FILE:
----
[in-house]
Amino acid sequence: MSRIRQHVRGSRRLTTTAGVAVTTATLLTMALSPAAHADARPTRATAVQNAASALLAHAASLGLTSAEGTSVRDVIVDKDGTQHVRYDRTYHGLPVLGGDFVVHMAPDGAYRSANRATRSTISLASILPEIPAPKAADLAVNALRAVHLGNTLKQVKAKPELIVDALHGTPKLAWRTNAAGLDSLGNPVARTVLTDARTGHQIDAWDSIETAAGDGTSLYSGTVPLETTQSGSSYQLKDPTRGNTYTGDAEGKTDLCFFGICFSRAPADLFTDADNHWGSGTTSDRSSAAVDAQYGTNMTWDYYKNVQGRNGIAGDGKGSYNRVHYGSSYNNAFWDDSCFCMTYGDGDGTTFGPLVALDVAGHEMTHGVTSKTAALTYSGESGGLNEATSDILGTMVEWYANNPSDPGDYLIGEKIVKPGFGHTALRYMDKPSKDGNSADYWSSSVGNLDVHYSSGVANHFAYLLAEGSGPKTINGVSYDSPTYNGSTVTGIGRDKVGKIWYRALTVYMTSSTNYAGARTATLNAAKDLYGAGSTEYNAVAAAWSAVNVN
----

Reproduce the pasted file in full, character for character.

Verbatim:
[in-house]
Amino acid sequence: MSRIRQHVRGSRRLTTTAGVAVTTATLLTMALSPAAHADARPTRATAVQNAASALLAHAASLGLTSAEGTSVRDVIVDKDGTQHVRYDRTYHGLPVLGGDFVVHMAPDGAYRSANRATRSTISLASILPEIPAPKAADLAVNALRAVHLGNTLKQVKAKPELIVDALHGTPKLAWRTNAAGLDSLGNPVARTVLTDARTGHQIDAWDSIETAAGDGTSLYSGTVPLETTQSGSSYQLKDPTRGNTYTGDAEGKTDLCFFGICFSRAPADLFTDADNHWGSGTTSDRSSAAVDAQYGTNMTWDYYKNVQGRNGIAGDGKGSYNRVHYGSSYNNAFWDDSCFCMTYGDGDGTTFGPLVALDVAGHEMTHGVTSKTAALTYSGESGGLNEATSDILGTMVEWYANNPSDPGDYLIGEKIVKPGFGHTALRYMDKPSKDGNSADYWSSSVGNLDVHYSSGVANHFAYLLAEGSGPKTINGVSYDSPTYNGSTVTGIGRDKVGKIWYRALTVYMTSSTNYAGARTATLNAAKDLYGAGSTEYNAVAAAWSAVNVN